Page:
Nonprofit organizations and other charitable groups focused on worthy causes are always on the lookout for new ways to raise funds. Crowdfunding, an offshoot of crowdsourcing, is gaining traction as a tool for nonprofits and philanthropists to bring in money for particular causes.

Simply put, crowdfunding allows someone to raise a certain amount of money, usually via the Internet, in a specific time period for a particular project or cause from a broad pool of donors who share a common interest.

The idea has been around for some time, used by politicians (recall Gov. Howard Dean’s abortive 2007-08 presidential campaign), venture capitalists and artists to fund campaigns or projects. It is also a good way to expand networks and generate excitement.

Crowdfunding involves the creation of a web page on a third-party platform that describes the project and sets a fundraising goal to be achieved by a specific date.  The initiator then promotes the campaign within his or her social network with the expectation that it will go viral.

Some platforms allow the initiator to keep all money raised, while others hold incoming monies in escrow until the fundraising target is reached and return it if the goal is not reached, according to an item by Tracy Kaufman on the Foundation Center website.

Contributors fund the project or business, they do not invest in it. “They are rewarded if the project comes to fruition, but don’t end up owning any part of the business or project,” Rich Brooks, president of Flyte New Media, a web design and Internet marketing company, wrote on

Nonprofits are obvious candidates to use this tool. But charitably minded individuals and family foundations are also using it for targeted fundraising drives.

Wealth advisors would be wise to inform themselves about crowdfunding. An increasing number of small family and donor-run foundations are beginning to use their foundations as platforms to raise money from other wealthy people who share their interest in a cause or campaign, according to Page Eberstadt Snow, chief philanthropic officer of Foundation Source, an outsourcing firm. Crowdfunding is one way families can leverage their foundations.

CauseVox and FirstGiving are two platforms charitable organizations use to mount crowdfunding campaigns. Another is SimplyRaise, a Denver-based outsourcing firm that takes the crowdfunding idea a step farther.

SimplyRaise brands to the initiating organization’s website, giving it the “look and feel” of the original site, the firm’s CEO John Baker told AdvisorOne in a telephone interview.

Say, for example, the John Doe Family Foundation, whose mission is to support education for children in low-income neighborhoods, wants to send a star chess team from an underfunded high school to a national competition. It calls this endeavor KidChessTrip.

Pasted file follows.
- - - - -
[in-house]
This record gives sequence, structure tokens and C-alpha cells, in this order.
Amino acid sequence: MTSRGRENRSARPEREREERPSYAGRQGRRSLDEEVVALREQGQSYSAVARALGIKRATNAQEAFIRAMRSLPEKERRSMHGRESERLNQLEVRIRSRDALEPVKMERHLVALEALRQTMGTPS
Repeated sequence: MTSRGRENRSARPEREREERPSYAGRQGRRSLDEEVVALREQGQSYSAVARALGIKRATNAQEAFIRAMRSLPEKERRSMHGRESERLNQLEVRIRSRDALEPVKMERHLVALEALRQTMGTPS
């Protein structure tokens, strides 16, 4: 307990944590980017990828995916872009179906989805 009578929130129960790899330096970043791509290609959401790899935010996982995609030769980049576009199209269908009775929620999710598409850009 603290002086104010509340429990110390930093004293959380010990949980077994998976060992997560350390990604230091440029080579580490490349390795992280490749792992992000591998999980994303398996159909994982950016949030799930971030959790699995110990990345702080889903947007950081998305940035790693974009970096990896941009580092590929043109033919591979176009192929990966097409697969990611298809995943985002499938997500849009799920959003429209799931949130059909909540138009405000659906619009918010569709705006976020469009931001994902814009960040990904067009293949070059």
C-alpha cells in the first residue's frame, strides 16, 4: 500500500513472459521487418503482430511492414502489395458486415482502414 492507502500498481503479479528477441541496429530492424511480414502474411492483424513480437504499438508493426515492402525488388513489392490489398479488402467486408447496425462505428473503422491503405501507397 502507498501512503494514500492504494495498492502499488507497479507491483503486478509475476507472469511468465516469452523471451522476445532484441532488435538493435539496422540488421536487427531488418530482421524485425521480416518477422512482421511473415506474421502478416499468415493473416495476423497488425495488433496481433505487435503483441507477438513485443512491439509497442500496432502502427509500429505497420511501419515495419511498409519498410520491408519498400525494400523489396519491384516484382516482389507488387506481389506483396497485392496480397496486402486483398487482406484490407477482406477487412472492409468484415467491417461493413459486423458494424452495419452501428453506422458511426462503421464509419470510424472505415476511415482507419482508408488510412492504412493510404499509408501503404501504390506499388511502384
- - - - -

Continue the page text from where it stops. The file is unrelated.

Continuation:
SimplyRaise would create a site with the look and feel of the foundation’s own site, giving it the URL The foundation would then promote this project to family and sympathetic friends and to its network of contacts. Visitors to the site could click on a button to contribute to the project, and SimplyRaise’s software would process the credit card donation.

Visitors to the special site could also create their own page to promote to their networks, thus expanding the crowd being asked for money. Crowdfunding can thus not only leverage existing networks, but also create brand awareness among new ones.

Baker said that depending on the complexity of the particular project, SimplyRaise will charge about 4%.

Crowdfunding can help a charitable group raise a specific amount of money–if successful–for a project in a finite time period. It can expand the organization’s network and increase its donor base.

Several things are important for a crowdfunding campaign to succeed.

  • Focus on a specific, narrow audience–a “passionate niche,” in Brooks’ words–will reach donors likelier to be sympathetic to the project.
  • Kaufman says a kickoff event—drinks at a local bar, for example–will garner attention and make the project more memorable for attendees when it comes time to contribute.
  • Kaufman says a brief video on the profile page can be very helpful in promoting the project. In the chess trip example, this could show members of the high school team engaging each other in speed chess matches.
  • Communicate often. Because most people will be unfamiliar with crowdfunding, the initiator will need to use various communication tools to drive the target community to the site with updates about money raised or new information about the project. This is especially important, Brooks wrote, because many crowdfunding sites will feature projects based on the amount of traffic they draw and early success.
  • Saying thank you for a contribution may prompt the donor to encourage others to donate, and thanking donors at the end of the project can solidify relationships.